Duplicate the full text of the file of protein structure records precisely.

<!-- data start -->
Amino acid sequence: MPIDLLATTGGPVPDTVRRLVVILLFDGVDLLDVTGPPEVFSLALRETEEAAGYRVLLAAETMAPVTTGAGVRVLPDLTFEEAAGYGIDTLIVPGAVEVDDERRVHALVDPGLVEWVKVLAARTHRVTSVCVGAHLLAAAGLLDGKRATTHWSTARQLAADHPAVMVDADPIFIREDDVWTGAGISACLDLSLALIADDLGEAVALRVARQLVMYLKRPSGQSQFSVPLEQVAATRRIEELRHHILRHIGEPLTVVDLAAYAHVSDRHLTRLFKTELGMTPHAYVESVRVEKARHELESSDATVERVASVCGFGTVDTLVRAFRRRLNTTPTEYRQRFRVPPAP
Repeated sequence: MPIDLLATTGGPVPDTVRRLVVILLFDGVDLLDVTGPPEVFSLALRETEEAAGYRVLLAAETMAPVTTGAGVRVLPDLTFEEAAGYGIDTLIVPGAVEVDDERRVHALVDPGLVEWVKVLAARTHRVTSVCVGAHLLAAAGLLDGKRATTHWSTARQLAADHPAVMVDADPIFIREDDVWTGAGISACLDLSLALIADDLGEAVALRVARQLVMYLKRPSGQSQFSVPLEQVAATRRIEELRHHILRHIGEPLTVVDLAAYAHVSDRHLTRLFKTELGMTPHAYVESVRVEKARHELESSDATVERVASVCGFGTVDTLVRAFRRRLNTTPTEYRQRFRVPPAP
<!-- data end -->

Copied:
Amino acid sequence: MPIDLLATTGGPVPDTVRRLVVILLFDGVDLLDVTGPPEVFSLALRETEEAAGYRVLLAAETMAPVTTGAGVRVLPDLTFEEAAGYGIDTLIVPGAVEVDDERRVHALVDPGLVEWVKVLAARTHRVTSVCVGAHLLAAAGLLDGKRATTHWSTARQLAADHPAVMVDADPIFIREDDVWTGAGISACLDLSLALIADDLGEAVALRVARQLVMYLKRPSGQSQFSVPLEQVAATRRIEELRHHILRHIGEPLTVVDLAAYAHVSDRHLTRLFKTELGMTPHAYVESVRVEKARHELESSDATVERVASVCGFGTVDTLVRAFRRRLNTTPTEYRQRFRVPPAP
Repeated sequence: MPIDLLATTGGPVPDTVRRLVVILLFDGVDLLDVTGPPEVFSLALRETEEAAGYRVLLAAETMAPVTTGAGVRVLPDLTFEEAAGYGIDTLIVPGAVEVDDERRVHALVDPGLVEWVKVLAARTHRVTSVCVGAHLLAAAGLLDGKRATTHWSTARQLAADHPAVMVDADPIFIREDDVWTGAGISACLDLSLALIADDLGEAVALRVARQLVMYLKRPSGQSQFSVPLEQVAATRRIEELRHHILRHIGEPLTVVDLAAYAHVSDRHLTRLFKTELGMTPHAYVESVRVEKARHELESSDATVERVASVCGFGTVDTLVRAFRRRLNTTPTEYRQRFRVPPAP